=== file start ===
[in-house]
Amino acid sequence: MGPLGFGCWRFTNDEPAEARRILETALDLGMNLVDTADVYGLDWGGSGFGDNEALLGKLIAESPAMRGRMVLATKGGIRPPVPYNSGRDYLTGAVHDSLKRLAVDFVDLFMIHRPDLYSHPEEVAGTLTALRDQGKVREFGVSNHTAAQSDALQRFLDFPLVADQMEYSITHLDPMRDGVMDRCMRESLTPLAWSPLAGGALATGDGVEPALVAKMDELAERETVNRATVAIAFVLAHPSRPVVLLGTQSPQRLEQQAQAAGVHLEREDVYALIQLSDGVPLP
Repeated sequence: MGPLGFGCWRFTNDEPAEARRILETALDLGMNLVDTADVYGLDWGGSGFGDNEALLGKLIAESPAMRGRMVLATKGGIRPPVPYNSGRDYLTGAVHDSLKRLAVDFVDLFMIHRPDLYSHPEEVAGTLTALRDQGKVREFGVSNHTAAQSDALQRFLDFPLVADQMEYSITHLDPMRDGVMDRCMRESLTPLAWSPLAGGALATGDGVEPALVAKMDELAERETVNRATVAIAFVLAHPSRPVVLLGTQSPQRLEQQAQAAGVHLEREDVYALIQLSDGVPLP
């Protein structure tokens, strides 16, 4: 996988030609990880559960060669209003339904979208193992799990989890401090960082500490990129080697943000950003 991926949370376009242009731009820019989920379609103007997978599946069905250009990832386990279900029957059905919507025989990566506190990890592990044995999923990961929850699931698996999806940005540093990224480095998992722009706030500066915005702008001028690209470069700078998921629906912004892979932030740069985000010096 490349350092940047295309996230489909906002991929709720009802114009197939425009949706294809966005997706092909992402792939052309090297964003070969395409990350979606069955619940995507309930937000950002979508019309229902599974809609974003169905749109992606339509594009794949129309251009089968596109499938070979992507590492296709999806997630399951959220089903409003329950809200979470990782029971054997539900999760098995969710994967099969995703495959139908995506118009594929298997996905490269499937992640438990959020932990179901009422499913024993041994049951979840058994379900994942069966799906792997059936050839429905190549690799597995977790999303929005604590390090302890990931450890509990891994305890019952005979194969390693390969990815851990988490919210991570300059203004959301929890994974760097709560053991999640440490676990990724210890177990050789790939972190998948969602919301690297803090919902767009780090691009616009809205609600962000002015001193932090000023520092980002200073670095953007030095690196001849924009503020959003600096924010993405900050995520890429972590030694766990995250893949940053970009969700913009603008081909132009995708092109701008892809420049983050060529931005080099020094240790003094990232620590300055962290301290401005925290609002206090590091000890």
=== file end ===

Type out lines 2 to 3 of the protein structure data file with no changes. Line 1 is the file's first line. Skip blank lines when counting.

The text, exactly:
Amino acid sequence: MGPLGFGCWRFTNDEPAEARRILETALDLGMNLVDTADVYGLDWGGSGFGDNEALLGKLIAESPAMRGRMVLATKGGIRPPVPYNSGRDYLTGAVHDSLKRLAVDFVDLFMIHRPDLYSHPEEVAGTLTALRDQGKVREFGVSNHTAAQSDALQRFLDFPLVADQMEYSITHLDPMRDGVMDRCMRESLTPLAWSPLAGGALATGDGVEPALVAKMDELAERETVNRATVAIAFVLAHPSRPVVLLGTQSPQRLEQQAQAAGVHLEREDVYALIQLSDGVPLP
Repeated sequence: MGPLGFGCWRFTNDEPAEARRILETALDLGMNLVDTADVYGLDWGGSGFGDNEALLGKLIAESPAMRGRMVLATKGGIRPPVPYNSGRDYLTGAVHDSLKRLAVDFVDLFMIHRPDLYSHPEEVAGTLTALRDQGKVREFGVSNHTAAQSDALQRFLDFPLVADQMEYSITHLDPMRDGVMDRCMRESLTPLAWSPLAGGALATGDGVEPALVAKMDELAERETVNRATVAIAFVLAHPSRPVVLLGTQSPQRLEQQAQAAGVHLEREDVYALIQLSDGVPLP